The most telling thing about the perennial Jez oppositionists in the PLP is not so much their politics but a lack of sense on how to do politics. This isn't because they're especially thick, though you might suggest they lack imagination. They came into politics and acquired their seats during a quiescent period where politics was an elite sport. The masses had to be consulted every so often, and an occasional manifestation of extra parliamentary pressure flattered and/or patronised, but the game as it played out in Labour was marked by an absence of mass involvement. That has now changed utterly, and many MPs find themselves out of sorts, bewildered, and frightened. This, ultimately, is why the coup failed. Like the plotters who tried to topple Erdogan and the villains from the Hatton Garden heist, all of whom proceeded as if it was the 1980s, when the rebellion was launched it was from entirely within the parliamentary game. They had not used the previous nine months to recruit an army of "moderate" new members that would give them a base in the wider party. And nor did they even try and consult with general secretaries of the affiliated trade unions. Without them, Jeremy would have been toast. With theirs and members' backing, he was never going to resign.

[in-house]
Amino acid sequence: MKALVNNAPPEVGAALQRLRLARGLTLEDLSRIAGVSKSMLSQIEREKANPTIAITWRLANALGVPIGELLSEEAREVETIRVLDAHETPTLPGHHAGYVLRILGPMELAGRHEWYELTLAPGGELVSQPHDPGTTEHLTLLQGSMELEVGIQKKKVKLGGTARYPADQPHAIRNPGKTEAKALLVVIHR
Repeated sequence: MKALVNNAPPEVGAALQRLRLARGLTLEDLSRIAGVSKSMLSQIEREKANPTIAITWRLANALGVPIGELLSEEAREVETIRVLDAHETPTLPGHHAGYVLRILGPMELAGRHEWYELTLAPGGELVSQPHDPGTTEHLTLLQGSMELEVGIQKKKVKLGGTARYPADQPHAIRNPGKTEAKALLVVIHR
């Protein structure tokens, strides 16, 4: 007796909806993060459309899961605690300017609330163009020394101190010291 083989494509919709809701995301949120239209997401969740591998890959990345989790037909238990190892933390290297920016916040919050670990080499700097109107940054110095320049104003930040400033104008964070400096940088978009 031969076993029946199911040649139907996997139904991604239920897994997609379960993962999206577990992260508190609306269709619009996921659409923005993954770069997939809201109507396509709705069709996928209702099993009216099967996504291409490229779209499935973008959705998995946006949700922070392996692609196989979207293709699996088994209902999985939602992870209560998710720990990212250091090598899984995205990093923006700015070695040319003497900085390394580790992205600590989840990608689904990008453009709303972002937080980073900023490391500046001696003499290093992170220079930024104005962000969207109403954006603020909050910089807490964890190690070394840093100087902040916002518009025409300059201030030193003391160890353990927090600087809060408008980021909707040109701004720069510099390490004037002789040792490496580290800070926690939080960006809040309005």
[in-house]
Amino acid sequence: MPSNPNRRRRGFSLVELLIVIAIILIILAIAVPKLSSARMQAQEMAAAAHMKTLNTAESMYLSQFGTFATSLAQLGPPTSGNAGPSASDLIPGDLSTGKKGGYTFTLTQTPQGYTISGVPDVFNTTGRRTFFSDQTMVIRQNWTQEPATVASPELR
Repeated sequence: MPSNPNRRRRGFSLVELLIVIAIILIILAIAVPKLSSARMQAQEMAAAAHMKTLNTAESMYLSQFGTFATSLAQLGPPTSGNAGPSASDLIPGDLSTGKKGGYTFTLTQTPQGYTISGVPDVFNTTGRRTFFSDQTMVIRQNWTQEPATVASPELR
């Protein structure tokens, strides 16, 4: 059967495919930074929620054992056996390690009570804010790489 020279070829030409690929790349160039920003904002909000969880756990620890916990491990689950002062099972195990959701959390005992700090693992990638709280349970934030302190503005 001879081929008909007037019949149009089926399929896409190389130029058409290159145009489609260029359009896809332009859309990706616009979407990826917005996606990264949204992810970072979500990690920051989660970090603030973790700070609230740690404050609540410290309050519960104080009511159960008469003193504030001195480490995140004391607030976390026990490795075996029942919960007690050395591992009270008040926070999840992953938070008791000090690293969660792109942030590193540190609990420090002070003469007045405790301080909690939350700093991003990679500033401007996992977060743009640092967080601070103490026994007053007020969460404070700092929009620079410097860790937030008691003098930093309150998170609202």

And so it will prove with this splittist wheeze. It doesn't matter if they carry 100 MPs out of the party. Without the unions, the money and social ballast that brings, without the members who are no longer satisfied with just being leafleting and door knocking fodder, and most crucially without a social base in wider society, there is nothing at all going for them. The facts are Jeremy won last year, and he will win again this year. The members, rightly, have the final say. The MPs have a duty and are expected by the party to try and make it work. Jeremy might not be competent (of which more another time), but those who machinate against him have hardly convinced as capable sets of hands.

Friday 29 July 2016

Local Council By-Elections July 2016

Number of Candidates
Total Vote

* There were no by-elections in Scotland